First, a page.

The war crimes trials
With the war’s end many Japanese guards were charged with war crimes committed against prisoners and civilians. Hundreds of prisoners of war wrote statements describing what they had seen and endured. War crimes trials, in which Japanese guards were tried for acts of brutality, were held throughout south-east Asia. In Australian trials, 922 men were tried and 641 were found guilty. Of 148 sentenced to death, 137 were actually executed.
War crimes trials remain contentious, especially in Japan. Some suggest that Japanese soldiers were convicted under “victors’ justice” – convictions based on inadequate evidence. However, some known offenders were acquitted for lack of firm evidence.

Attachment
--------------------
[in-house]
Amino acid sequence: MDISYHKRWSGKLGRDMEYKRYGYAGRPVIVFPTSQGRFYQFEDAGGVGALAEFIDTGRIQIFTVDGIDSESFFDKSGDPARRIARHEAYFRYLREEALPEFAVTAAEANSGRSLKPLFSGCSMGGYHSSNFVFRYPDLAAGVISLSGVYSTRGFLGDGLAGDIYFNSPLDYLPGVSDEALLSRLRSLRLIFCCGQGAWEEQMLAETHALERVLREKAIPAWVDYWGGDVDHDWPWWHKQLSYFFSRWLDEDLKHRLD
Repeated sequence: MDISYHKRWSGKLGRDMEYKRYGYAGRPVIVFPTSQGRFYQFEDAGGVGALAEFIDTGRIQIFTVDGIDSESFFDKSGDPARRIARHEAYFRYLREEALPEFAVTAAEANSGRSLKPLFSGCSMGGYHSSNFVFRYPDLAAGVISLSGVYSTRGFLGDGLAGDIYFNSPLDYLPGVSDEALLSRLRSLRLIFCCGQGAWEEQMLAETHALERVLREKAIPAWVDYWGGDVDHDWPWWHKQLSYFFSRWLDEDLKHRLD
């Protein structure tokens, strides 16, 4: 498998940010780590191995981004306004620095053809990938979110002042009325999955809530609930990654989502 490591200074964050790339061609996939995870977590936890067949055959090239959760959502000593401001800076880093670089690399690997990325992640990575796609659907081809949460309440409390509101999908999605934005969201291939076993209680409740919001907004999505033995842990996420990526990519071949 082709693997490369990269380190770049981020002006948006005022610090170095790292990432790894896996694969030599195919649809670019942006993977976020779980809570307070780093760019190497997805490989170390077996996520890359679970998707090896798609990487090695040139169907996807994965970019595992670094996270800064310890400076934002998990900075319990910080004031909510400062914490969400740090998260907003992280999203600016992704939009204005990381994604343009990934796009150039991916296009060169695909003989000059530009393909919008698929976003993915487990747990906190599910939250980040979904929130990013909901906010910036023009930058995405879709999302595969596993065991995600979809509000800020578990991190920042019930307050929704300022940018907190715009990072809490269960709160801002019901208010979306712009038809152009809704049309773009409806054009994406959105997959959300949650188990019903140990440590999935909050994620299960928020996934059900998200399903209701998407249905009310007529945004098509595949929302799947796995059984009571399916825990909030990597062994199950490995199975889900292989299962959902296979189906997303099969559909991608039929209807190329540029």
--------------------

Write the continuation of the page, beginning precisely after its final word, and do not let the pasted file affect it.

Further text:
Victims were perturbed to see many convicted war criminals released early, part of the American effort to retain Japan in the western sphere of influence during the Cold War.
Historians continue to examine the process, outcome and significance of the war crimes trials.
Four Japanese officers awaiting trial for war crimes at Labuan Island, December 1945.
Yamamoto, the commanding officer on the Sandakan–Ranau march, was convicted of murder, and was hanged.
Hoshijima, the commanding officer at Sandakan prisoner-of-war camp, was convicted of murder, and was hanged.
Second World War enlisted Australian Imperial Force, official war artist
Captain Hoshijima Susumi
brown crayon on paper
drawn in Borneo in 1945
acquired under official war art scheme in 1946
Yamada was charged with having committed murder on Flores Island, in the Netherlands East Indies, but was acquitted.
Second World War enlisted Royal Australian Air Force, RAAF War History Section artist
Lieutenant General Yamada Kunitaro
pencil on paper
drawn in Koepang, Timor, in 1945
acquired in 1947